• Works entry at the 1921 Isle of Man TT
• Ridden in 1921 by J W Shaw
• Formerly part of the Autokraft Collection
• Restored in 2012
Norton relied on proprietary engines in its formative years - winning the inaugural Isle of Man TT with a Peugeot-engined machine - before introducing its own design of power unit in 1907. The long-stroke sidevalve single displaced 633cc and the new model it powered became known as the 'Big 4'. Smaller capacity versions followed and in 1911 the '500' adopted the classic 79x100mm bore and stroke dimensions that would characterise the half-litre (actually 490cc) Norton for the next 50 years.
Norton's new sidevalve was among the fastest in its class, being the first machine under 500cc to be officially timed at over 70mph, which was some going for 1911. The following year Norton-mounted Jack Emerson easily won the 150-mile Brooklands TT against a field of more experienced competitors (setting three long-distance records in the process) having ridden his machine down from Hull! Small wonder that the slogan 'Unapproachable' began to be applied to the Norton singles at around this time. Tuner/rider D R O'Donovan's work at the Weybridge track resulted in a flood of new speed records, including 81.05mph for the flying kilometre in April 1914, the first occasion 80mph had been exceeded by a 500cc machine. O'Donovan's successes led to the introduction of tuned 'Brooklands' models, and these highly developed sports versions continued into the 1920s.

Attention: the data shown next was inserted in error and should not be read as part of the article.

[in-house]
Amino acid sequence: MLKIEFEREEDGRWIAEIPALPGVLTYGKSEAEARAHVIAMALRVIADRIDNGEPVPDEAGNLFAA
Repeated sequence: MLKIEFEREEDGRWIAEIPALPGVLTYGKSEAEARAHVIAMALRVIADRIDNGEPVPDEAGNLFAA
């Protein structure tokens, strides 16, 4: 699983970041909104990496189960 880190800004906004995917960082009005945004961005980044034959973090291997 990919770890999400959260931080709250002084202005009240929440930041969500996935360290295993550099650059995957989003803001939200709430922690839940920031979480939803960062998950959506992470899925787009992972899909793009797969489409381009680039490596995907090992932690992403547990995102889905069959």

The 490cc engine was revised for 1914 and the following year gained a new frame with lowered riding position together with the option of a Sturmey Archer three-speed gearbox. When fitted with chain drive, the 490cc sidevalve single became the 'Model 16' in Norton's numbering system, and then changed to '16H' in 1921 when a new lower frame was introduced. Norton's trusty 16H sidevalve would be continuously up-dated for the next 30-plus years before taking its final bow - along with the Big 4 - in 1954.
When motorcycle racing resumed after WWI, the first post-war Isle of Man TT being held in 1920, it became obvious that the sidevalve's days as a competitive racer were numbered. The best Norton could manage in the 1921 Senior TT was 6th place, prompting James Lansdowne Norton to come up with a new overhead-valve design - the Model 18, which first appeared in 1922. One of Norton's works team in 1921 had been J W Shaw, who had retired from the race following a fall from the machine offered here: 'OH 7083'. Shaw had placed 7th for Norton in the previous year's Senior race, and in pre-war days had won the Irish 50-miles championship for Norton. His last outing at the TT was in 1929.
The current owner purchased 'OH 7083' from Brooks' sale of the Autokraft Collection at the RAF Museum, Hendon in March 1999 (Lot 17). The only known previous owner is Reginald Briggs, who bought the Norton from Victor Horsman's shop in Liverpool (see letter on file). Restored in 2012, the machine remains in commensurately good condition and was ridden on the last two Banbury Runs. One of the last of the factory's sidevalve racers, this rare ex-works Norton is offered with copies of period photographs, a V5C Registration Certificate, and the aforementioned letter.